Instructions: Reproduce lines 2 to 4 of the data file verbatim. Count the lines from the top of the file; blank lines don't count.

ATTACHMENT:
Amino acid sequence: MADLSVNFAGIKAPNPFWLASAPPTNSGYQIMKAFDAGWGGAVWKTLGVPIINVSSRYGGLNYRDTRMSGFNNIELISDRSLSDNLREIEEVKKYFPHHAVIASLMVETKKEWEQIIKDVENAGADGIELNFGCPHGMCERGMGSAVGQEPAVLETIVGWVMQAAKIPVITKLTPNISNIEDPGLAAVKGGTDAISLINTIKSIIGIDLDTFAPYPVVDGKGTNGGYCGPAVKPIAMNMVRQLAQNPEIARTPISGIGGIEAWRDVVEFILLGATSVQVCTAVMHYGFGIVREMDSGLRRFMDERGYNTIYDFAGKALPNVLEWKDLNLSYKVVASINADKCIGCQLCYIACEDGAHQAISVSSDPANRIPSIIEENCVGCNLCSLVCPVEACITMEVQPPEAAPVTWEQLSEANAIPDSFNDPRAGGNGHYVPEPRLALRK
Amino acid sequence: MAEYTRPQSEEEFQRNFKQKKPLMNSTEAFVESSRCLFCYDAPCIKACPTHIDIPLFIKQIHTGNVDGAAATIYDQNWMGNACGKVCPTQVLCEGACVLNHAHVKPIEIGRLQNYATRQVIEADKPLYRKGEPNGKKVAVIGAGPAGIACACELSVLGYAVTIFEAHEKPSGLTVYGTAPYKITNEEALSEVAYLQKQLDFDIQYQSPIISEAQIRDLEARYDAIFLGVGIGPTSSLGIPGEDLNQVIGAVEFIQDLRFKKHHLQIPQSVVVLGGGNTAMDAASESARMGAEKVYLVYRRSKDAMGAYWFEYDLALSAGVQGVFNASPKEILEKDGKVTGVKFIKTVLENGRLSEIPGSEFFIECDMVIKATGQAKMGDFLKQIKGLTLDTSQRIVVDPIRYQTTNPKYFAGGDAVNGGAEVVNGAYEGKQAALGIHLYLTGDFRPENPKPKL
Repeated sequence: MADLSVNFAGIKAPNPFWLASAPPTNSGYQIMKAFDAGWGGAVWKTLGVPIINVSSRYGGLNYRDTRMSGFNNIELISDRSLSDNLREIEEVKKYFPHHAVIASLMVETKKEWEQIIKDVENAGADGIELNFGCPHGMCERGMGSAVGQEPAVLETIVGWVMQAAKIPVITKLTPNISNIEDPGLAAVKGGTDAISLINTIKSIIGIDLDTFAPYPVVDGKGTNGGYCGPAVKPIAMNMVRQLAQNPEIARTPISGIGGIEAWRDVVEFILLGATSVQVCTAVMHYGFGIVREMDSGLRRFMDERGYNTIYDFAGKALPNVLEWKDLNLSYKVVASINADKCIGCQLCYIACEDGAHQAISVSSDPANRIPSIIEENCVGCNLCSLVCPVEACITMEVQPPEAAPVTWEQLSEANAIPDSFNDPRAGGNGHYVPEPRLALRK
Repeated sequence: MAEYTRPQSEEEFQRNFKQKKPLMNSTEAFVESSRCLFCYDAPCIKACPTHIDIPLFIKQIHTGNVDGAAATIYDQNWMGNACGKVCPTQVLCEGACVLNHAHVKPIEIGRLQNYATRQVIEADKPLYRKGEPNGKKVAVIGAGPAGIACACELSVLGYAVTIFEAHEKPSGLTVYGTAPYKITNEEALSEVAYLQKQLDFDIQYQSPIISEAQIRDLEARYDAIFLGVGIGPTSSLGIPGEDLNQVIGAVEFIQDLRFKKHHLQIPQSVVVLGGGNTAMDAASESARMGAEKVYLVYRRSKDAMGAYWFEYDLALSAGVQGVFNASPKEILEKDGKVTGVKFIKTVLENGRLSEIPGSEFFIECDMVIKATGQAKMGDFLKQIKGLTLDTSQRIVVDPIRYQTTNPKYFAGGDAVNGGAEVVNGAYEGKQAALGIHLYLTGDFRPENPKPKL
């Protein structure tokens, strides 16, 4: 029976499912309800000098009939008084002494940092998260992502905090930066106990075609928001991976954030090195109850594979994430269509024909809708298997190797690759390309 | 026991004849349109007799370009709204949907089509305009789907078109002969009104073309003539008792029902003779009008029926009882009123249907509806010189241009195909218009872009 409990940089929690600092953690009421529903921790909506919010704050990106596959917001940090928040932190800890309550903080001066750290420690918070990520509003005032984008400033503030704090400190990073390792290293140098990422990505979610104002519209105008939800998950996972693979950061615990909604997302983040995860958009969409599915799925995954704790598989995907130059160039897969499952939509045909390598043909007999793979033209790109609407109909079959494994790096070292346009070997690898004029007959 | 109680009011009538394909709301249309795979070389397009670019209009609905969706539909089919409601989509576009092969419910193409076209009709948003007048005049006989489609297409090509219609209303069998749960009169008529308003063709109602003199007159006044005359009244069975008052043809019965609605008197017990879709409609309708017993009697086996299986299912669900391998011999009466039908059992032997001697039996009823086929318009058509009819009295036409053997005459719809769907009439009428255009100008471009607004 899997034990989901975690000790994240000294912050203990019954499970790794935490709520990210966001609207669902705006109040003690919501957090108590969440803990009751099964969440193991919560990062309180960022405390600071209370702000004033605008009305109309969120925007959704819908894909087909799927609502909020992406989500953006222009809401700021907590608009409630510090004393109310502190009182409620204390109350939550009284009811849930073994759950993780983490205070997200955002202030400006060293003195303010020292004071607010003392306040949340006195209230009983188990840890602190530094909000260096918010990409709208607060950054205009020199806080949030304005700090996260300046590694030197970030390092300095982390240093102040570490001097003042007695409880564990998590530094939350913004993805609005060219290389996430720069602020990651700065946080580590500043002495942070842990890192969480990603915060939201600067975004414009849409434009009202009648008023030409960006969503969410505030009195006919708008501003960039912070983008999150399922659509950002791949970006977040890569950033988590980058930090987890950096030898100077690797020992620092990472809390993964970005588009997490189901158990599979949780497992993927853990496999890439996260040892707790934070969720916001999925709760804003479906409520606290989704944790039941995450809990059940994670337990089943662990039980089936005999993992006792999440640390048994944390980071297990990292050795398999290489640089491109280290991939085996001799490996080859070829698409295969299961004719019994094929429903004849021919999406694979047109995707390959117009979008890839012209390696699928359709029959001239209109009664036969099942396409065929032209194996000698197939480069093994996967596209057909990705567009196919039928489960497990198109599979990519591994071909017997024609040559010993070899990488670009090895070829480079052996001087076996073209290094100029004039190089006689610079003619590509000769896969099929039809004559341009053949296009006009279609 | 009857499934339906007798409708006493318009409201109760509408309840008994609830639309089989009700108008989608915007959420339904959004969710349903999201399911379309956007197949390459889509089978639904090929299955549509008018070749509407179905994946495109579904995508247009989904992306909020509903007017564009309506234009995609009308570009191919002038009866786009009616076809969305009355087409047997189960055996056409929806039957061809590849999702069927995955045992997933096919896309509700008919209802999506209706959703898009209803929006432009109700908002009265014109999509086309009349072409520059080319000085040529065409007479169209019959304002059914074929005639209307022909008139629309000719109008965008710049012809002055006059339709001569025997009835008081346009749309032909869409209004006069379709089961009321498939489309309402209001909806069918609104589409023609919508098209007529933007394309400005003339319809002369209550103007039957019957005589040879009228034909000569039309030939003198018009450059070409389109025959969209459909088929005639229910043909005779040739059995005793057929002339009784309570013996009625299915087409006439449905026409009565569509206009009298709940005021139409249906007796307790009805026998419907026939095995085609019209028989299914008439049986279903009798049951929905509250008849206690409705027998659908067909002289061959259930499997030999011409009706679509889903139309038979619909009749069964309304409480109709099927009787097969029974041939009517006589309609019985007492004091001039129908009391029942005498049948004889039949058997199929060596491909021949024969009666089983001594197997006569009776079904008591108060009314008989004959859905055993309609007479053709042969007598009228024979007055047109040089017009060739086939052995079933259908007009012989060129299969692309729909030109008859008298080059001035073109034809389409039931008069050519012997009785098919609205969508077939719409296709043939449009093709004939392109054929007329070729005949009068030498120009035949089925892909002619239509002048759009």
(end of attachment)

Amino acid sequence: MAEYTRPQSEEEFQRNFKQKKPLMNSTEAFVESSRCLFCYDAPCIKACPTHIDIPLFIKQIHTGNVDGAAATIYDQNWMGNACGKVCPTQVLCEGACVLNHAHVKPIEIGRLQNYATRQVIEADKPLYRKGEPNGKKVAVIGAGPAGIACACELSVLGYAVTIFEAHEKPSGLTVYGTAPYKITNEEALSEVAYLQKQLDFDIQYQSPIISEAQIRDLEARYDAIFLGVGIGPTSSLGIPGEDLNQVIGAVEFIQDLRFKKHHLQIPQSVVVLGGGNTAMDAASESARMGAEKVYLVYRRSKDAMGAYWFEYDLALSAGVQGVFNASPKEILEKDGKVTGVKFIKTVLENGRLSEIPGSEFFIECDMVIKATGQAKMGDFLKQIKGLTLDTSQRIVVDPIRYQTTNPKYFAGGDAVNGGAEVVNGAYEGKQAALGIHLYLTGDFRPENPKPKL
Repeated sequence: MADLSVNFAGIKAPNPFWLASAPPTNSGYQIMKAFDAGWGGAVWKTLGVPIINVSSRYGGLNYRDTRMSGFNNIELISDRSLSDNLREIEEVKKYFPHHAVIASLMVETKKEWEQIIKDVENAGADGIELNFGCPHGMCERGMGSAVGQEPAVLETIVGWVMQAAKIPVITKLTPNISNIEDPGLAAVKGGTDAISLINTIKSIIGIDLDTFAPYPVVDGKGTNGGYCGPAVKPIAMNMVRQLAQNPEIARTPISGIGGIEAWRDVVEFILLGATSVQVCTAVMHYGFGIVREMDSGLRRFMDERGYNTIYDFAGKALPNVLEWKDLNLSYKVVASINADKCIGCQLCYIACEDGAHQAISVSSDPANRIPSIIEENCVGCNLCSLVCPVEACITMEVQPPEAAPVTWEQLSEANAIPDSFNDPRAGGNGHYVPEPRLALRK
Repeated sequence: MAEYTRPQSEEEFQRNFKQKKPLMNSTEAFVESSRCLFCYDAPCIKACPTHIDIPLFIKQIHTGNVDGAAATIYDQNWMGNACGKVCPTQVLCEGACVLNHAHVKPIEIGRLQNYATRQVIEADKPLYRKGEPNGKKVAVIGAGPAGIACACELSVLGYAVTIFEAHEKPSGLTVYGTAPYKITNEEALSEVAYLQKQLDFDIQYQSPIISEAQIRDLEARYDAIFLGVGIGPTSSLGIPGEDLNQVIGAVEFIQDLRFKKHHLQIPQSVVVLGGGNTAMDAASESARMGAEKVYLVYRRSKDAMGAYWFEYDLALSAGVQGVFNASPKEILEKDGKVTGVKFIKTVLENGRLSEIPGSEFFIECDMVIKATGQAKMGDFLKQIKGLTLDTSQRIVVDPIRYQTTNPKYFAGGDAVNGGAEVVNGAYEGKQAALGIHLYLTGDFRPENPKPKL